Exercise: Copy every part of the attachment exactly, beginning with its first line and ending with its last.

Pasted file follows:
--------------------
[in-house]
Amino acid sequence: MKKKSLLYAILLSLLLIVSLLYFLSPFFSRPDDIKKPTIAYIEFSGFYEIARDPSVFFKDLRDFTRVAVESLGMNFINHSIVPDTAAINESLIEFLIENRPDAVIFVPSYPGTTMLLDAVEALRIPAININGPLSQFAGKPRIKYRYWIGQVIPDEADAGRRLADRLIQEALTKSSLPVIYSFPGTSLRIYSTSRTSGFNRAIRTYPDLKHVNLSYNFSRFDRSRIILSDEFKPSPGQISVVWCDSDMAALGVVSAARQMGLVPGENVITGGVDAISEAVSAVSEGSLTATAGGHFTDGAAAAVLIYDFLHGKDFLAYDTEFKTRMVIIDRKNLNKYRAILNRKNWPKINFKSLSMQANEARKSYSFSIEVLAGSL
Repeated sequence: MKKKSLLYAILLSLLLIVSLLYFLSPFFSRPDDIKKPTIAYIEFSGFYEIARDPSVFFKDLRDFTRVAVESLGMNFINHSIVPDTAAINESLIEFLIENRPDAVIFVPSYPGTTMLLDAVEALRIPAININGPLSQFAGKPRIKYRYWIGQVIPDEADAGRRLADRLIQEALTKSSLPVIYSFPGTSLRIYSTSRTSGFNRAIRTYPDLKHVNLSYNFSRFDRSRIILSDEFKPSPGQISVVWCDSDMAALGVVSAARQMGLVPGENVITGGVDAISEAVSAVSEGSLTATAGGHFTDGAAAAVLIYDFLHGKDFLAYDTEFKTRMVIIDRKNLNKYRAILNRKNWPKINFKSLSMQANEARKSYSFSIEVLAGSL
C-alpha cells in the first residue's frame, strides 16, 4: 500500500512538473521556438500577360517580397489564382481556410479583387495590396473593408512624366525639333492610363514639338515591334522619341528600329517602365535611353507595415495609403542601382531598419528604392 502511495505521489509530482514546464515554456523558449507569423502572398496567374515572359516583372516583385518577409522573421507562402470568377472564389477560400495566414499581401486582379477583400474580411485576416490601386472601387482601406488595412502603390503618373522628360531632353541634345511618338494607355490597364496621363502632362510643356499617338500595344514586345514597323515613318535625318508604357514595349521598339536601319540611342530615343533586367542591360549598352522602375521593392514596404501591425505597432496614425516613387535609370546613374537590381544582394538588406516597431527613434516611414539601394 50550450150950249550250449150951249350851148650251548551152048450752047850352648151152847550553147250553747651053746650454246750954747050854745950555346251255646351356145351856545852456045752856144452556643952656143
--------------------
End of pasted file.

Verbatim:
[in-house]
Amino acid sequence: MKKKSLLYAILLSLLLIVSLLYFLSPFFSRPDDIKKPTIAYIEFSGFYEIARDPSVFFKDLRDFTRVAVESLGMNFINHSIVPDTAAINESLIEFLIENRPDAVIFVPSYPGTTMLLDAVEALRIPAININGPLSQFAGKPRIKYRYWIGQVIPDEADAGRRLADRLIQEALTKSSLPVIYSFPGTSLRIYSTSRTSGFNRAIRTYPDLKHVNLSYNFSRFDRSRIILSDEFKPSPGQISVVWCDSDMAALGVVSAARQMGLVPGENVITGGVDAISEAVSAVSEGSLTATAGGHFTDGAAAAVLIYDFLHGKDFLAYDTEFKTRMVIIDRKNLNKYRAILNRKNWPKINFKSLSMQANEARKSYSFSIEVLAGSL
Repeated sequence: MKKKSLLYAILLSLLLIVSLLYFLSPFFSRPDDIKKPTIAYIEFSGFYEIARDPSVFFKDLRDFTRVAVESLGMNFINHSIVPDTAAINESLIEFLIENRPDAVIFVPSYPGTTMLLDAVEALRIPAININGPLSQFAGKPRIKYRYWIGQVIPDEADAGRRLADRLIQEALTKSSLPVIYSFPGTSLRIYSTSRTSGFNRAIRTYPDLKHVNLSYNFSRFDRSRIILSDEFKPSPGQISVVWCDSDMAALGVVSAARQMGLVPGENVITGGVDAISEAVSAVSEGSLTATAGGHFTDGAAAAVLIYDFLHGKDFLAYDTEFKTRMVIIDRKNLNKYRAILNRKNWPKINFKSLSMQANEARKSYSFSIEVLAGSL
C-alpha cells in the first residue's frame, strides 16, 4: 500500500512538473521556438500577360517580397489564382481556410479583387495590396473593408512624366525639333492610363514639338515591334522619341528600329517602365535611353507595415495609403542601382531598419528604392 502511495505521489509530482514546464515554456523558449507569423502572398496567374515572359516583372516583385518577409522573421507562402470568377472564389477560400495566414499581401486582379477583400474580411485576416490601386472601387482601406488595412502603390503618373522628360531632353541634345511618338494607355490597364496621363502632362510643356499617338500595344514586345514597323515613318535625318508604357514595349521598339536601319540611342530615343533586367542591360549598352522602375521593392514596404501591425505597432496614425516613387535609370546613374537590381544582394538588406516597431527613434516611414539601394 50550450150950249550250449150951249350851148650251548551152048450752047850352648151152847550553147250553747651053746650454246750954747050854745950555346251255646351356145351856545852456045752856144452556643952656143